HACCP monitoring is made easier with automatic sensing technology such as a hand-held sensor that instantly judges the freshness of a protein by gauging the bacteria level. Also, labels that can be applied to the exterior of packaging can signal when a product is spoiled with a simple color code.
In the realm of food safety, the movement is well along to automate the HACCP process with electronic sensors at each critical control point to track and warn about out-of-temperature conditions. Other kinds of sensors will be available to track the temperature integrity of food shipments almost from farm to field. There are even technologies that can sense bacteria growth, literally signalling when food is spoiling.
Temperature monitoring along the supply channel is an especially critical subject. For example, Smart Labels, made by the firm PakSense, are sugar packet sized devices that are stuck on crates and boxes and monitor the ambient temperature for weeks at a time if needed. Three lights on the label, for over-, under-and at proper-temp indicate immediately if the product was handled under the proper ambient temps over the period of its transport and handling.
A similar device, from Food Quality Sensor International, Inc., monitors bacteria levels rather than temperature. The FreshQ label can be applied to the exterior of sealed packaging and uses a color code to indicate contamination levels. FQSI also makes a sensor unit that can be used to determine product freshness instantly. Both products are especially valuable for proteins.
Inside a facility, technology exists to completely automate temperature monitoring. Sensors located at the control points wirelessly upload a continuous stream of temperature readings to a central collection point and signal alerts whenever any point goes out of temperature. The rate of monitoring is set by the operator, and the system provides an automatic record of the temperatures for reporting and validation purposes.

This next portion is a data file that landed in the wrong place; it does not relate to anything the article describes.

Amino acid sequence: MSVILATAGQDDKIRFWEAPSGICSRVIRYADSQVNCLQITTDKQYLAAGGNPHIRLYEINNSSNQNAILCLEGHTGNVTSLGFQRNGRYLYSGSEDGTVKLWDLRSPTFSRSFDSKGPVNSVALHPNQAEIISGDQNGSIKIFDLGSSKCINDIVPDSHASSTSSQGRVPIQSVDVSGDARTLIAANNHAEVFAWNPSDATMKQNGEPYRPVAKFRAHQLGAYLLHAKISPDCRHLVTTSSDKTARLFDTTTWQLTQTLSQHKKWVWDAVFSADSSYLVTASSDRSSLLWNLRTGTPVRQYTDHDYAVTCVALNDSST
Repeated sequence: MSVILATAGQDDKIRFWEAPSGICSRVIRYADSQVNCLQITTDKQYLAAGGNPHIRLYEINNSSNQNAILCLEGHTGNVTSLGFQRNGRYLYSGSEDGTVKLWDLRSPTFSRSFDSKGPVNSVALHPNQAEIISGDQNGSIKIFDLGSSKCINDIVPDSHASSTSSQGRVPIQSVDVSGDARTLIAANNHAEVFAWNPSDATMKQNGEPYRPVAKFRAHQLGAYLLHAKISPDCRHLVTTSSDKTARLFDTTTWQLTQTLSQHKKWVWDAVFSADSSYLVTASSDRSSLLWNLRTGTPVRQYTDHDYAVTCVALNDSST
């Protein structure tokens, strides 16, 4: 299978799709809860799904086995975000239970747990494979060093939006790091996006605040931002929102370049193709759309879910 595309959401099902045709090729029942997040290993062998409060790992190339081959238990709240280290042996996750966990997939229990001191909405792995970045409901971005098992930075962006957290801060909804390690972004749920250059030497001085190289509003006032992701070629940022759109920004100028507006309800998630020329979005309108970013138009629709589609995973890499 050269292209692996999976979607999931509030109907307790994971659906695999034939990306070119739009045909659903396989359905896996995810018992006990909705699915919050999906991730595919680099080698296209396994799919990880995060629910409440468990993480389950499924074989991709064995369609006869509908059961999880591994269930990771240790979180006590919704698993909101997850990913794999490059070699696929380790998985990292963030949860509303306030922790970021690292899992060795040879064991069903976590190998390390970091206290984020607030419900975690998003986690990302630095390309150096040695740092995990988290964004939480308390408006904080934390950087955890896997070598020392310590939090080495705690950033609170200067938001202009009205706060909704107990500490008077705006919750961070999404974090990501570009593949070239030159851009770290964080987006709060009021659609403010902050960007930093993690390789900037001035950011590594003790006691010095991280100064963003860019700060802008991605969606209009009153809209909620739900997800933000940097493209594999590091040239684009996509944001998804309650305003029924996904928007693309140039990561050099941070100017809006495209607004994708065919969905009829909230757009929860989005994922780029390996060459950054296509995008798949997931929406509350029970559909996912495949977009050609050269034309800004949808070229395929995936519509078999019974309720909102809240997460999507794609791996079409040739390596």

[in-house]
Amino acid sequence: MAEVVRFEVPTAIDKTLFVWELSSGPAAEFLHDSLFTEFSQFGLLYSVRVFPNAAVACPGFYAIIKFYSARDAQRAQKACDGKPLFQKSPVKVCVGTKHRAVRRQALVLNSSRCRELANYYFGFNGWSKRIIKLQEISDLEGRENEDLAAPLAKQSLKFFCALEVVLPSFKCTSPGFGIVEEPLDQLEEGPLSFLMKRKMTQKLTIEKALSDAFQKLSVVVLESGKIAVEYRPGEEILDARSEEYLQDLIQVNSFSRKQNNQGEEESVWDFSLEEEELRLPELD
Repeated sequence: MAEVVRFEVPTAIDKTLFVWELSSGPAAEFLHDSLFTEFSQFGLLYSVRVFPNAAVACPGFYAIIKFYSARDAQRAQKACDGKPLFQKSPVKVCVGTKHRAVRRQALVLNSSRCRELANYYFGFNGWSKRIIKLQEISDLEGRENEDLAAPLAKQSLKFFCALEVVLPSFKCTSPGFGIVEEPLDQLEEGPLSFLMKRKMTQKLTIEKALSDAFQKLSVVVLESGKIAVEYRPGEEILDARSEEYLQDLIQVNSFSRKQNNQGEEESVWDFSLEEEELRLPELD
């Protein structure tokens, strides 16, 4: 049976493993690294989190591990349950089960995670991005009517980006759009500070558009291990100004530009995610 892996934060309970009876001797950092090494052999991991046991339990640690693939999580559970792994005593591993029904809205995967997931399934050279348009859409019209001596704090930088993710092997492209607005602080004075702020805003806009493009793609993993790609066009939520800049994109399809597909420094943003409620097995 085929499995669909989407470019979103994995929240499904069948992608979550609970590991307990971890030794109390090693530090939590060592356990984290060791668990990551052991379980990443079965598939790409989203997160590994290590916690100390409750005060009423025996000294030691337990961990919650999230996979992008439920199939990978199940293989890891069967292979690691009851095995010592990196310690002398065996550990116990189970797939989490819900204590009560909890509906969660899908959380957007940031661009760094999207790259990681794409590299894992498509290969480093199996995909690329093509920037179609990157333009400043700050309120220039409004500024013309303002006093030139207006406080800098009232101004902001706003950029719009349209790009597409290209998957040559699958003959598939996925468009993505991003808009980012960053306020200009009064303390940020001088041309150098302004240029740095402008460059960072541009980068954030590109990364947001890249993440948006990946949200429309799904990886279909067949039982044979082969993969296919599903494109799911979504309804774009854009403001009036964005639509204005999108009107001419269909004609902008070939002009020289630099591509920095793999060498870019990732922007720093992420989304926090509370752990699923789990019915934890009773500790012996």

A more "high-tech" version of this system is under development by a company called ETA3, which uses interactive RFID tags that constantly monitor product to ensure that they remain in temp. The tags can also be embedded right into utensils to sense whether they have indeed been properly sanitized (i.e., reached the right temperature during the warewash process to kill pathogens).
These tags can wirelessly signal all the data they collect and provide an ongoing record of temperatures as well as issue alerts if anything goes wrong. Another application of these tags: they could be programmed to signal the stove to shut off the heat if the pot or pan in which they are embedded reaches a certain temperature, helping mitigate what is one of the primary causes of kitchen fires.
Automatic monitoring can extend beyond temperatures to equipment performance. A recently concluded strategic alliance between cooking oils management services provider Restaurant Technologies, Inc., and information utility and technology development specialist Global Tier promises to develop a software-based monitoring system for professional kitchen equipment.
So, rather than manually monitoring gauges on various pieces of equipment, operators using the system will get data automatically on their computers on things like refrigerator and oven temperatures, cooking temperatures and coffee pots. As with the HACCP systems, the equipment monitor issues alerts whenever a reading veers out of the accepted, preprogrammed range.
Abandon Germs All Ye Who Enter Here. This unit from Hyso automatically sprays hospital-grade disinfectant on door handles every 15 minutes. Just the thing for the entrance to the central production room.
The Tracks of my Temps. PakSense SmartLabels stick to cartons and bins and track the temperature of the product for up to four weeks. An LED indicator shows at a glance is a product is out of temperature.
Leave the Chlorine in the Laundry Room. Instead, the ElectroCide system from Electrolyzer Corp generate non-toxic "electrolyzed water" to disinfect and sanitize cook-and servingware.